Taking the Flex Factor mainstream

In 2014, the government enshrined in law an employee’s right to make a statutory application for flexible working. The new flexible working legislation dictated that an employer must handle a request in a ‘reasonable manner’. ACAS provided a list of reasons for why an employer might reject a request. In just two years it’s become harder to justify these objections – such is the power and pace of modern technology.

Take the burden of additional costs, as cited by ACAS, for example. A flexible workforce doesn’t have to increase costs. In fact, more often than not, it reduces them.

After salaries, accommodation accounts for the highest expense in most office-based organisations.
In 2015, Carter Jonas’ quarterly review noted that office rents across nine sub-markets are forecast to rise by an average of 13% by mid-2017. In the wake of continued rent and business rates increases, businesses are now exploiting advances in mobile data/telecoms technology to reduce their property footprint and operating costs.

Chasing talent

apprenticeships, training

According to ACAS, employers can also refuse the right to work flexibly if it will lead to difficulties in recruiting additional staff, a detrimental impact on quality and performance or reduced ability to meet customer demand.

It goes without saying that each reason would be more severely hampered by the loss of talent as a result of not offering a flexible working arrangement – particularly as Britain is already facing a skills shortage.

In a Regus survey, more than nine in 10 respondents said, given a choice of two similar jobs, they would choose the one that offered more flexible working options. So you see it matters. A reluctance to accommodate flexible working could be the reason why some highly sought-after individuals accept competitor offers.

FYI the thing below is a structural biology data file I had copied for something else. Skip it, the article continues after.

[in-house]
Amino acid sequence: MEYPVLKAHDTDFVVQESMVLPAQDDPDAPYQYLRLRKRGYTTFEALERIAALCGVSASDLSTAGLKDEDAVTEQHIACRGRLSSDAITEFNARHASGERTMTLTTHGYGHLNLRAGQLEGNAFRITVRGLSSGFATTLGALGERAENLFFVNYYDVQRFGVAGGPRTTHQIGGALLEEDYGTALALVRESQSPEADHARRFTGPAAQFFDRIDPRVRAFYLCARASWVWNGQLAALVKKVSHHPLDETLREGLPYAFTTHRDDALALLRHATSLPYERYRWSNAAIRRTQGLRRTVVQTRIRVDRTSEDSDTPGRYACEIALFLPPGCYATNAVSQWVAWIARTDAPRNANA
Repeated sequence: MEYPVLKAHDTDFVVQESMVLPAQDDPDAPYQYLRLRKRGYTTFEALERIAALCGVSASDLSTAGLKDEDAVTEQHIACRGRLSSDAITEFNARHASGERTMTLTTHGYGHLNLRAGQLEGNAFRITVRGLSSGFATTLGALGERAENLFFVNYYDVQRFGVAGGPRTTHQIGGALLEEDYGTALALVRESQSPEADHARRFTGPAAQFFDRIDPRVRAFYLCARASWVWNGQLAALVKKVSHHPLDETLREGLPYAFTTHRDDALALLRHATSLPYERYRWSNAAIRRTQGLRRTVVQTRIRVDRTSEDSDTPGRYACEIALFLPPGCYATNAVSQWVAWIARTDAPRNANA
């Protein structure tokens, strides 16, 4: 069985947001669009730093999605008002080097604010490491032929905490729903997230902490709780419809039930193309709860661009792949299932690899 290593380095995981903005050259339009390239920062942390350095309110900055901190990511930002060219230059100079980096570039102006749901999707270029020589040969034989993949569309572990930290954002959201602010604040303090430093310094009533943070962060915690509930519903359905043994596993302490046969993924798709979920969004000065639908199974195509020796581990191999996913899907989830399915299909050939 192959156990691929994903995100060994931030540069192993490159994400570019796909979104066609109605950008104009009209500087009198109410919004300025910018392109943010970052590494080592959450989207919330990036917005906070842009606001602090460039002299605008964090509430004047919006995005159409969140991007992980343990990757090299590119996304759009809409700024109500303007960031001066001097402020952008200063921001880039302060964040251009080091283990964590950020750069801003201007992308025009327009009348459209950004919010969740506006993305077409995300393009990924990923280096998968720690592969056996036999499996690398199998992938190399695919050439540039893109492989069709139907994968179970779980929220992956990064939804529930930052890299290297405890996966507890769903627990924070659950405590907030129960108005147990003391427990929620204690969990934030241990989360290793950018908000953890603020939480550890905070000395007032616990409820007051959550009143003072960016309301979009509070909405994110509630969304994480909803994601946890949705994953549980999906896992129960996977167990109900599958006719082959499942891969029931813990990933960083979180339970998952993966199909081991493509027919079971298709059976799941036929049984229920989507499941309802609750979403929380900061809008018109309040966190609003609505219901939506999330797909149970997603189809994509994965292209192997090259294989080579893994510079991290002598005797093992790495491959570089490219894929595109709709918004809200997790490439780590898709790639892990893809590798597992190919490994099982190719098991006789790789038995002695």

Similarly, a substantial RSA study, creatively titled ‘The Flex Factor’ further weakens employer grounds for refusal. Rather than compromising productivity, the RSA observed that flexible working can lead to 5:1 more productive hours per week per employee, which equates to c. £4200 per annum per employee, and can boost organisational performance by 5%. Both calculations are reason enough to embrace a flexible working culture.

Persistent resistance

In part, this explains why - despite the wealth of evidence to prove that people want the option to work flexibly (particularly millennials) - many still feel worried about lodging their formal request to work flexibly, out of concern that it would be interpreted as a form of indolence or lack of ambition.

In 2013, the Yahoo chief executive, Marissa Mayer, announced a ban on employees working from home. A leaked memo explained: “Some of the best decisions and insights come from hallway and cafeteria discussions, meeting new people and impromptu team meetings.”

While this is often the case, flexible working can accommodate the same sort of frisson and ideation. However, to make a success of flexible working you need trust. The best way to build trust is to ensure that objectives are clear from the outset and productivity is measured and regularly discussed. Each practice places communication at the heart of the matter. For many, this means regular team get catch-ups, both in-person and over the phone, and a commitment to work collaboratively.